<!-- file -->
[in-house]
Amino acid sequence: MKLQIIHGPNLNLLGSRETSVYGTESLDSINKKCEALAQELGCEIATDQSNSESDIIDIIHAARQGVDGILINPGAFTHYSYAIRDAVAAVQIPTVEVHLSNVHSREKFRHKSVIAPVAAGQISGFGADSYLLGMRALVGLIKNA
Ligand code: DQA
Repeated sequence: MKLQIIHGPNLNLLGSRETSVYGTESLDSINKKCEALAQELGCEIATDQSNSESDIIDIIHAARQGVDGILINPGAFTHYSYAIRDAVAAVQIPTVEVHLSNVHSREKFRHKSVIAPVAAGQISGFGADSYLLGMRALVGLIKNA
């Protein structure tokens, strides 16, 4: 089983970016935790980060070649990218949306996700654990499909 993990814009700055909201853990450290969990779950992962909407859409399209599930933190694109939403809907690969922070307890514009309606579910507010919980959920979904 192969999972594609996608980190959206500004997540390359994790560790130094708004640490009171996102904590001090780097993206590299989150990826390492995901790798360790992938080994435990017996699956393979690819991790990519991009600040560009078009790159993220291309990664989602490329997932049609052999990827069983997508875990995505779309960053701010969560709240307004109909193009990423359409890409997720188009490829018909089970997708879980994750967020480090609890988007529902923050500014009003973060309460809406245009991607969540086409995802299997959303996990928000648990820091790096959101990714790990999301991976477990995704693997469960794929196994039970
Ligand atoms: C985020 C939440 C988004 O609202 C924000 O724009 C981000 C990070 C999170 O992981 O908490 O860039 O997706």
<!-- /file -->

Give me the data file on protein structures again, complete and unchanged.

[in-house]
Amino acid sequence: MKLQIIHGPNLNLLGSRETSVYGTESLDSINKKCEALAQELGCEIATDQSNSESDIIDIIHAARQGVDGILINPGAFTHYSYAIRDAVAAVQIPTVEVHLSNVHSREKFRHKSVIAPVAAGQISGFGADSYLLGMRALVGLIKNA
Ligand code: DQA
Repeated sequence: MKLQIIHGPNLNLLGSRETSVYGTESLDSINKKCEALAQELGCEIATDQSNSESDIIDIIHAARQGVDGILINPGAFTHYSYAIRDAVAAVQIPTVEVHLSNVHSREKFRHKSVIAPVAAGQISGFGADSYLLGMRALVGLIKNA
């Protein structure tokens, strides 16, 4: 089983970016935790980060070649990218949306996700654990499909 993990814009700055909201853990450290969990779950992962909407859409399209599930933190694109939403809907690969922070307890514009309606579910507010919980959920979904 192969999972594609996608980190959206500004997540390359994790560790130094708004640490009171996102904590001090780097993206590299989150990826390492995901790798360790992938080994435990017996699956393979690819991790990519991009600040560009078009790159993220291309990664989602490329997932049609052999990827069983997508875990995505779309960053701010969560709240307004109909193009990423359409890409997720188009490829018909089970997708879980994750967020480090609890988007529902923050500014009003973060309460809406245009991607969540086409995802299997959303996990928000648990820091790096959101990714790990999301991976477990995704693997469960794929196994039970
Ligand atoms: C985020 C939440 C988004 O609202 C924000 O724009 C981000 C990070 C999170 O992981 O908490 O860039 O997706």